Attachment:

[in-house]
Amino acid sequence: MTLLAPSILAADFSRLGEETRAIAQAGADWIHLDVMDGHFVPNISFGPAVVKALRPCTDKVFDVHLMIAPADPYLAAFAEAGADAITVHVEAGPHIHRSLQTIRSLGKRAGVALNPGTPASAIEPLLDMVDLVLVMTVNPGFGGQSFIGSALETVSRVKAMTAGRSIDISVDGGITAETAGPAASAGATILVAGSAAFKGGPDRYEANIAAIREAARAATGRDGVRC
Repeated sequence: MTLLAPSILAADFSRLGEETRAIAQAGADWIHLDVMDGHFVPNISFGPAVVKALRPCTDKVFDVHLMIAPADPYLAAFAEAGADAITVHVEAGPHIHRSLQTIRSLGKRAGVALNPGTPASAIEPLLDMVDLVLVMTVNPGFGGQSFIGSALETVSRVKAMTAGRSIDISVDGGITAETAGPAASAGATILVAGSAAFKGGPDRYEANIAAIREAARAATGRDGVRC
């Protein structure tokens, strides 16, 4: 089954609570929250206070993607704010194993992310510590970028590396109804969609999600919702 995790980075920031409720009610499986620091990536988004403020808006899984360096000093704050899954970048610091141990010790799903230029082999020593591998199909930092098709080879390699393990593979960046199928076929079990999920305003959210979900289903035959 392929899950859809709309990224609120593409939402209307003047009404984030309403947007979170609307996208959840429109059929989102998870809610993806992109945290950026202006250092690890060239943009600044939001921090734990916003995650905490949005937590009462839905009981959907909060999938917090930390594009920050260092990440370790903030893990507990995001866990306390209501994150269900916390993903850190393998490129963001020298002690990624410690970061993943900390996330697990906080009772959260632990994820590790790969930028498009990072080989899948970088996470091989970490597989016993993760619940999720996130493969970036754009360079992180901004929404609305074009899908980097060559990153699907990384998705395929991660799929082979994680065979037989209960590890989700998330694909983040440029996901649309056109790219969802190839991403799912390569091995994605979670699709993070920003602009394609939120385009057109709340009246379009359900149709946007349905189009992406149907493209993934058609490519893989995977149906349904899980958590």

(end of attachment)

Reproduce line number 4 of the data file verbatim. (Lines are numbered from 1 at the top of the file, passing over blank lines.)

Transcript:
């Protein structure tokens, strides 16, 4: 089954609570929250206070993607704010194993992310510590970028590396109804969609999600919702 995790980075920031409720009610499986620091990536988004403020808006899984360096000093704050899954970048610091141990010790799903230029082999020593591998199909930092098709080879390699393990593979960046199928076929079990999920305003959210979900289903035959 392929899950859809709309990224609120593409939402209307003047009404984030309403947007979170609307996208959840429109059929989102998870809610993806992109945290950026202006250092690890060239943009600044939001921090734990916003995650905490949005937590009462839905009981959907909060999938917090930390594009920050260092990440370790903030893990507990995001866990306390209501994150269900916390993903850190393998490129963001020298002690990624410690970061993943900390996330697990906080009772959260632990994820590790790969930028498009990072080989899948970088996470091989970490597989016993993760619940999720996130493969970036754009360079992180901004929404609305074009899908980097060559990153699907990384998705395929991660799929082979994680065979037989209960590890989700998330694909983040440029996901649309056109790219969802190839991403799912390569091995994605979670699709993070920003602009394609939120385009057109709340009246379009359900149709946007349905189009992406149907493209993934058609490519893989995977149906349904899980958590």